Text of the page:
With a career spanning back to the early 90s, DJ Andrew Clarke has established himself as a true veteran of the music scene. For over a decade, he has also showcased his prowess as a skilled music producer. A true connoisseur of diverse genres, DJ Andrew Clarke's sets encompass the enchanting realms of balearic and downtempo, while seamlessly transitioning into the infectious rhythms of disco, edits, and quality house. His curated selections create an atmosphere that transcends time and captivates audiences, making him a sought-after performer. Get ready to embark on an unforgettable journey as MITL MAG's own Leeza A. sits down with DJ Andrew Clarke as he talks about his biggest inspiration, how be prepares for a gig, building his set and more.
I enjoy playing video games. Little known fact. What’s your hobby?
I suppose my main hobby these days is music production. I started just over 10 years ago doing disco edits and gradually (slowly) learned music production software, production techniques and basic music theory. Over the past year or two, I've managed to get quite a large folder of finished tracks which I hope to release over the coming months/year.
If I booked you for a gig to play tomorrow night, how would you approach preparing for that gig? What material would you choose? How would you build a set?
I would research the venue a little (who's played before/what type of events). Is it a clued up crowd? Generally, I don't fully prepare a set; as I like to be able change things during a set if needed. But I do like to include a few things that people will know, along with some newer/lesser known stuff.
Who is your biggest inspiration? / Who do you have a lot of respect for?
Being into music for so long, I have respect for so many musicians/dj's/producers. But off the top of my head, musicians such as Mick Jones (The Clash/B.A.D.), Mark Hollis (Talk Talk), Matt Johnson (The The). Dj's/producers such as Paul 'Mudd' Murphy (Claremont 56), Phil Mison (Cantoma), Ray Mang, Steve Cobby, Metro Area. I could go; as I'm sure there's a whole lot more!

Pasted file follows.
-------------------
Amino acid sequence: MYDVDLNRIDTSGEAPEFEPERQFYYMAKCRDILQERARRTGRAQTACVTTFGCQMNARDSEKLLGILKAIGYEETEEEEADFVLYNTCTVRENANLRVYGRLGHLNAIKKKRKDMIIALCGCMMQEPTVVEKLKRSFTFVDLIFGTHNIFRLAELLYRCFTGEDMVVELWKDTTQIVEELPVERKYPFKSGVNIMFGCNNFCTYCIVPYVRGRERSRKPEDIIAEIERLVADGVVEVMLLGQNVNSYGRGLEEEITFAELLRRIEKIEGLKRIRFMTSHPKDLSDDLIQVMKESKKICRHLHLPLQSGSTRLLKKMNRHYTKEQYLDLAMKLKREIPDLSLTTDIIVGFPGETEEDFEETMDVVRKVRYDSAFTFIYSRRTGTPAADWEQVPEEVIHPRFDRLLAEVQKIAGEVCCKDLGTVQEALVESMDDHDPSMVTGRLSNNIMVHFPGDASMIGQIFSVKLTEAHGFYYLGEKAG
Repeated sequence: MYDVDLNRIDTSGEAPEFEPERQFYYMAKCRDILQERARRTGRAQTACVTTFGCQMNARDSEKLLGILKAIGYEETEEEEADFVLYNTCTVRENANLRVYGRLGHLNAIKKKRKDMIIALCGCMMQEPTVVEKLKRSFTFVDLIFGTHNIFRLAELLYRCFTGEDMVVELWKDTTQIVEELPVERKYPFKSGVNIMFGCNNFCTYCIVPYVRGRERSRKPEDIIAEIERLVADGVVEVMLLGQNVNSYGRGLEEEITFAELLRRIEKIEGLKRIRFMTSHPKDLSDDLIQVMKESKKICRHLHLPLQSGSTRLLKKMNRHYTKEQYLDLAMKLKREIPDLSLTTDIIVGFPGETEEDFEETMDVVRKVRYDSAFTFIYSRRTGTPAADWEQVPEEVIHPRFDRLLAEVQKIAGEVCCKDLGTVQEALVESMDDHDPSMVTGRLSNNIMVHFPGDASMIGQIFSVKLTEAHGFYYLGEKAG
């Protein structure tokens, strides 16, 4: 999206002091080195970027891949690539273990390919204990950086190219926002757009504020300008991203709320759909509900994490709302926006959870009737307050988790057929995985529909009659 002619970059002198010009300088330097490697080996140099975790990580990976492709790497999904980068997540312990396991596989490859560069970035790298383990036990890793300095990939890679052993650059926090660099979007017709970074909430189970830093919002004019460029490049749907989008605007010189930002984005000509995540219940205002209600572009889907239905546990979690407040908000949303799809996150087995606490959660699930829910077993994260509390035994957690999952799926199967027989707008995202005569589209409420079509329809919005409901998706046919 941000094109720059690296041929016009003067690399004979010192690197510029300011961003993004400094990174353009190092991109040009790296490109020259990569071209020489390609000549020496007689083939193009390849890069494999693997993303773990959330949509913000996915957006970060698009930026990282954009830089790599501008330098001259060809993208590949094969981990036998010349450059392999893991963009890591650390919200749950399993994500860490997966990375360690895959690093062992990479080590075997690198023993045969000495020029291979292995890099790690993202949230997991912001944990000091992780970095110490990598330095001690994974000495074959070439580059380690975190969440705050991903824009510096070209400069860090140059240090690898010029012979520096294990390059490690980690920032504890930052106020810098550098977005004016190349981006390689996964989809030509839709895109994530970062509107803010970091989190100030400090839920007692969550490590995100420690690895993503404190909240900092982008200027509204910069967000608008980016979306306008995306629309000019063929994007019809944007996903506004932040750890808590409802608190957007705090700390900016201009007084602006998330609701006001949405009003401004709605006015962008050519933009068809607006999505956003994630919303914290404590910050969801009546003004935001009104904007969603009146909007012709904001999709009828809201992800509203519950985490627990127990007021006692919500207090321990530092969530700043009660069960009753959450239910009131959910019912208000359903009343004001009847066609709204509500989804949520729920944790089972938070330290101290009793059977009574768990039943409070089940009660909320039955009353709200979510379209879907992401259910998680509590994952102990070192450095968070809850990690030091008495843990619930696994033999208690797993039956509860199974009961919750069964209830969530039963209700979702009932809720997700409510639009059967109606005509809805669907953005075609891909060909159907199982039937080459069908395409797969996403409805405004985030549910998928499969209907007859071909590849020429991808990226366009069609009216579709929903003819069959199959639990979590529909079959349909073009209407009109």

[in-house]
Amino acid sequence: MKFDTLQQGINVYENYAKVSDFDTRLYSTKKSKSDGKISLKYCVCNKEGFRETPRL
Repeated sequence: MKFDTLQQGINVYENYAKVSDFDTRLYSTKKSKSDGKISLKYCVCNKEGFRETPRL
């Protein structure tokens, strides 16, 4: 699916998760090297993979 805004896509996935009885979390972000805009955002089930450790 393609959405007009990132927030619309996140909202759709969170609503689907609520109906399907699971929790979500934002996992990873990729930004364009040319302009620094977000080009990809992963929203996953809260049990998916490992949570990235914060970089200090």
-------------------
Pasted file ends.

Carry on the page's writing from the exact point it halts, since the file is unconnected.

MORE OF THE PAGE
What is something that bugs you about the DJ scene?
I suppose being 'old school' and starting to dj well before social media etc, it's the fact that these days a lot of 'dj's' are getting booked purely based on their social media presence or number of followers rather than their knowledge or skills. But, I realize that it's the way it is now, so whether I like it or not, that's how it is!!
What is your opinion regarding the difference between old school DJing where everything was restricted to vinyl and modern DJing where most tracks are never put on any physical medium before or after release?
I'll be honest, I had no real issue with going from vinyl to digital. As a dj, from a logistical point of view, it's made things a lot easier. Also, for buying tracks, I find it much better to pay $2 for a WAV of the mix I want, than pay $20+ for a record that contains mixes I'll never play. I do still buy records and CD's but the majority are 2nd hand as they're mostly for home listening.
“ It's the fact that these days a lot of 'dj's' are getting booked purely based on their social media presence or number of followers rather than their knowledge or skills.”
(Follow up) Do you think this has hurt exclusivity of having a certain sound? A DJ's ability to have a "unique" style? Is having your own separate style from all other DJs even important in modern DJing?
Obviously, it's made it a lot easier to obtain music and I'm sure that a lot of dj's play the same stuff but I've always maintained that part of dj'ing, is finding music that other people aren't playing. You don't have to go to Beatport or wherever and just get the top 50 tracks in your genre. I love to search places like Bandcamp and discover lesser known tracks. Plus it helps the artists as they get a larger share. But I do still think it's important to have your own style these days or otherwise your just another 'generic' dj.
What is one track that got popular that you can't stand?
I suppose there's been a few over the years but one that sticks out for me is Crystal Waters - Gypsy Woman.
If there’s an individual and or venue out there that has all of the resources to hire any DJ, why should they hire you? What sets you apart from your competition?
I like to think that I'm a pretty versatile dj, in that I can play more chilled out/downtempo/balearic stuff during the day/evening. To upping the tempo as the night goes on, by playing funkier disco/house/nu disco etc.